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       Friends of the Hunt      

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    Oscar Wilde once described fox hunting as “the unspeakable in full pursuit of the uneatable.” This sardonic view is, of course, far from the truth. As practiced in this country, fox hunting might more properly be called fox chasing. With the abundance of natural hiding places for the fox, he has all the advantages and is often seen but rarely caught. Most foxes, after they have been chased a few times, seem to join in the spirit of the chase and will often be seen watching the hounds to try to unravel their path. In this area, we hunt native Red Fox, Grey Fox, and Coyote. The hunt normally begins early in the morning before the day warms too much and destroys the scent. The huntsman will urge his hounds into the covert with his voice, and they begin to hunt for the scent of the fox. As soon as one or two find, the rest join in and the pack begins to chase the fox’s scent. Hunts normally end when the scent is lost or the quarry goes to ground, at which point the huntsman will blow “gone to ground” on his horn and praise his hounds for such a fine accomplishment in accounting for their fox.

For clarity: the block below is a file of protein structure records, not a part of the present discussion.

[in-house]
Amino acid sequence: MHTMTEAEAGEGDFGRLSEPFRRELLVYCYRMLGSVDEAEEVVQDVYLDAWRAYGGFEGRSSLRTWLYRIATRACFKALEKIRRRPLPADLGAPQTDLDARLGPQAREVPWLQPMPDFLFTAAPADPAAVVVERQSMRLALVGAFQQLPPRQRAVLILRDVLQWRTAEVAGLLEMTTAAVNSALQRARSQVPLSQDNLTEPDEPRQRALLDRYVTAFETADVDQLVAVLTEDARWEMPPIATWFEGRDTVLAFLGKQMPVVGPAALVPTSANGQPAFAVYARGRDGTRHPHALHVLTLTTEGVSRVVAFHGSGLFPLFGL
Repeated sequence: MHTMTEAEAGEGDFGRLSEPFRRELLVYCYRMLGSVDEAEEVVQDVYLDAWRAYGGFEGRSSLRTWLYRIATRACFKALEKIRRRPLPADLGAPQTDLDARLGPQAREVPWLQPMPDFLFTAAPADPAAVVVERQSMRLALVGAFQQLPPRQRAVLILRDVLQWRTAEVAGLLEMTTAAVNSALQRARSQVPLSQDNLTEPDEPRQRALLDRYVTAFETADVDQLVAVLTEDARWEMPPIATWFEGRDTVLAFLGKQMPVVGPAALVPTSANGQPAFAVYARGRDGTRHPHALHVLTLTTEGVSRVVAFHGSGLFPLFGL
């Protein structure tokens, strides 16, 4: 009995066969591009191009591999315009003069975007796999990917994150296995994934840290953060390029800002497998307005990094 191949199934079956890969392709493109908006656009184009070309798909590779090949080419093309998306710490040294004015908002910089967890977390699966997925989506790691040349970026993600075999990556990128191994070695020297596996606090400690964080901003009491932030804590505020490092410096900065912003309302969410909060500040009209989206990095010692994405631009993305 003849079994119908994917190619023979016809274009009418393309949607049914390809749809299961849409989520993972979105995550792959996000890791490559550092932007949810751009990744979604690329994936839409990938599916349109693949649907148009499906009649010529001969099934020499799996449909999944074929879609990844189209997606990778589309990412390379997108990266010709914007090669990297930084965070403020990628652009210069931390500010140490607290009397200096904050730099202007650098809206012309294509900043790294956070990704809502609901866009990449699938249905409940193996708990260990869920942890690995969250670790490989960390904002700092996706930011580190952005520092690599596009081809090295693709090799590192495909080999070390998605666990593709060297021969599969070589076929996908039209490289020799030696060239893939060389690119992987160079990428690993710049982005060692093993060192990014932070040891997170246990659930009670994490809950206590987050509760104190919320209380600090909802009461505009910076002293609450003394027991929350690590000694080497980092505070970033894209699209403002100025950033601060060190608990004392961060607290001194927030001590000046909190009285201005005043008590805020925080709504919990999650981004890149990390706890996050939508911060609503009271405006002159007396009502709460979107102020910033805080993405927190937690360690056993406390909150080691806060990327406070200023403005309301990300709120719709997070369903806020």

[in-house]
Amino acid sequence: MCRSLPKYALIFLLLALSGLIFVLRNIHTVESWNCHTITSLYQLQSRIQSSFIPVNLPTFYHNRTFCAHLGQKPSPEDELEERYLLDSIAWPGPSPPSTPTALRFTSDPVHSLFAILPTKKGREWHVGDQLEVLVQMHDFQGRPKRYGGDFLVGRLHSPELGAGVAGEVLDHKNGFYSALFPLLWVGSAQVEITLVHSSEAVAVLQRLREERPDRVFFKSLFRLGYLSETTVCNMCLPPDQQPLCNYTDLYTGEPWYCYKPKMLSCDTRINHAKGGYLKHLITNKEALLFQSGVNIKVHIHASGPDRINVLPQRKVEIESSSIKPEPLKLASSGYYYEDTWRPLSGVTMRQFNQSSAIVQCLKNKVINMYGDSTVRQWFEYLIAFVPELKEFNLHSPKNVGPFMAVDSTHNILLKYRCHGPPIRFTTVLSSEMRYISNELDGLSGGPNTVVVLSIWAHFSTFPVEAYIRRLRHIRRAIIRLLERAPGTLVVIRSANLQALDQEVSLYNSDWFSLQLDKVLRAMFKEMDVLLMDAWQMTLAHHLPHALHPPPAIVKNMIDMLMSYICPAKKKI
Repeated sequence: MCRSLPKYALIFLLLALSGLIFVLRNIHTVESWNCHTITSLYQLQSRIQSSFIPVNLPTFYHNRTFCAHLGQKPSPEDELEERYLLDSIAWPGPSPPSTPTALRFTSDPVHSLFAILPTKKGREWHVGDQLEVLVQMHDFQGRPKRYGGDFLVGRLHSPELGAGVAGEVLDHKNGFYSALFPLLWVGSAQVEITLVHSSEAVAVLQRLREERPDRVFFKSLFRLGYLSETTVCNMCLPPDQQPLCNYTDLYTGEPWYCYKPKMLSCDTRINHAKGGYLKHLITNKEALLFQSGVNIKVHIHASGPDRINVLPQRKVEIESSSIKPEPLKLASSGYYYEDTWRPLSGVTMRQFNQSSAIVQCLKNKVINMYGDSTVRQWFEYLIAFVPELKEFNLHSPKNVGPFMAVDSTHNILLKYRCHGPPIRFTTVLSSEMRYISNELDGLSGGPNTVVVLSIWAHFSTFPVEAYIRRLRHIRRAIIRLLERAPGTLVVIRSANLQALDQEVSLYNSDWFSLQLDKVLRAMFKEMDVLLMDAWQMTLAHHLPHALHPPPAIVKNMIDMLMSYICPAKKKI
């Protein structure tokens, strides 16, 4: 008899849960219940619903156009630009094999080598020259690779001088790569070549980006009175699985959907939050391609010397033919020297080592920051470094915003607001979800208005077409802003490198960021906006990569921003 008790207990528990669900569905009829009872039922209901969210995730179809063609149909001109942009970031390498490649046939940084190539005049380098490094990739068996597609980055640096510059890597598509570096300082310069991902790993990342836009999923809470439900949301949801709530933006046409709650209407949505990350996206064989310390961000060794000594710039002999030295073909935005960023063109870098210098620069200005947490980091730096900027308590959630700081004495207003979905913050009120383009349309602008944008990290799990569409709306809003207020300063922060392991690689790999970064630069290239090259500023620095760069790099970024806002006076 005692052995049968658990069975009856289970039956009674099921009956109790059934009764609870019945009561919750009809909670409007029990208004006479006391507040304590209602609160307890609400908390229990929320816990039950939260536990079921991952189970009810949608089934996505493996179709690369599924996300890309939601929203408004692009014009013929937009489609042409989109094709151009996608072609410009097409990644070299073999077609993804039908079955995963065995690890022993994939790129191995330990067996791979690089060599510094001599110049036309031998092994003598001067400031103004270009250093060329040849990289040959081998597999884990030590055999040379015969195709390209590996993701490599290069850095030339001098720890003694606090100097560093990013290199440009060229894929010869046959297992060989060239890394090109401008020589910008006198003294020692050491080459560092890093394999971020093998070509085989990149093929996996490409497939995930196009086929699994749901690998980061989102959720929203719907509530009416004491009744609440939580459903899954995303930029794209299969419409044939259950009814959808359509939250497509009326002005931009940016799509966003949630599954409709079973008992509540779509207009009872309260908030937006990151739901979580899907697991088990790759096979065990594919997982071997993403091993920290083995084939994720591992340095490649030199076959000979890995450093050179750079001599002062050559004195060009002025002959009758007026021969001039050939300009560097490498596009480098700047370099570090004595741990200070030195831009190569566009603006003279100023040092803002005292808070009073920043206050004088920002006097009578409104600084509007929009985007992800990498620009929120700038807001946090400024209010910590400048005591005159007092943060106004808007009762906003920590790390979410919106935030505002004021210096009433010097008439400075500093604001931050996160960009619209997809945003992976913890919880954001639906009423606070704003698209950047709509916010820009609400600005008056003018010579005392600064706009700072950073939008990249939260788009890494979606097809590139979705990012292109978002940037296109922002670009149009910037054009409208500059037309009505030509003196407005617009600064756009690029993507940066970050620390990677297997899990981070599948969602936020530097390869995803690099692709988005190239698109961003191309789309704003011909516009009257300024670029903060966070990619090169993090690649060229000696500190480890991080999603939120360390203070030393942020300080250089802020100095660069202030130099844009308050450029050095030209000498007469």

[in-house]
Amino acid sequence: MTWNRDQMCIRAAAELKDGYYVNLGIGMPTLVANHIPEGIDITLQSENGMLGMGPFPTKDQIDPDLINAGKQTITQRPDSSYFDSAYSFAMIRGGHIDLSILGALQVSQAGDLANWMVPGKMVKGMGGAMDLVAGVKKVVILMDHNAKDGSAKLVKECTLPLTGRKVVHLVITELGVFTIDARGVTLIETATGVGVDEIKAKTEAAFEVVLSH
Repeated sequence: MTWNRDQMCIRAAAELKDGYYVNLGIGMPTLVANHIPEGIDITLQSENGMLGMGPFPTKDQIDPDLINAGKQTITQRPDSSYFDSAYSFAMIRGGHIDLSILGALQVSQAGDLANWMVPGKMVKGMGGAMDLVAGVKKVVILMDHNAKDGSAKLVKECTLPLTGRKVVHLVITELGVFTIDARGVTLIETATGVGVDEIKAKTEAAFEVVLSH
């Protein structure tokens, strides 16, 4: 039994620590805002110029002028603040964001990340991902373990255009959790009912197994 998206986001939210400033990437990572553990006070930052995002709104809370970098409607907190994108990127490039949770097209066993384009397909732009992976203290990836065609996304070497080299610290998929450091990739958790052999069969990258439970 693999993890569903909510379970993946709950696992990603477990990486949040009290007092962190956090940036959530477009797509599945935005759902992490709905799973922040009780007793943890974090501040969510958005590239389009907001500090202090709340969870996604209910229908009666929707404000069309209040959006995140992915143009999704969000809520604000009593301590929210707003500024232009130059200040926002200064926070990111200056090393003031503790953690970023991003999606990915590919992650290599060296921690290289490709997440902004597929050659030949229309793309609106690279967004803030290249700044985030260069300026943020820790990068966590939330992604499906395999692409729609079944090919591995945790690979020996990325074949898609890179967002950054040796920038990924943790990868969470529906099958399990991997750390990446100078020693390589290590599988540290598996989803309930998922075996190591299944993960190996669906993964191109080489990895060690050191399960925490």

Fox hunters, like many people, enjoy the vigor of the outdoors and the congeniality that hunting provides. Hopper Hills Hunt, founded in 1971, is dedicated to maintaining the strong traditions of fox hunting and to bringing to the Victor area a sense of the Olde World. Ours is a family oriented hunt; young and old alike are most welcome to enjoy the countryside, to participate in healthful exercise and to aid in the preservation of the tradition, following the hunt by car, or hilltopping on foot or horseback are customary ways to participate in the tradition of fox hunting. 

    Come join us; but beware, hunting can become an addiction. As Robert Surtees “Jorrocks” once observed, “Unting is all that’s worth living for—all time is lost wot is not spent in ‘unting—it is like the air we breathe—if we have it not we die—it’s the sport of kings—the image of war without its guilt, and only five-and-twenty percent of its danger” (Handley Cross) 1843.

Effective at the end of the 2003 hunting season, the Hopper Hills Hunt has disbanded after 33 years, and most of the hounds have been accepted into the Genesee Valley Hunt's pack, where they will continue to provide good sport. It is hoped that much of the Hopper Hills Hunt country will continue to be hunted by the Genesee Valley Hunt.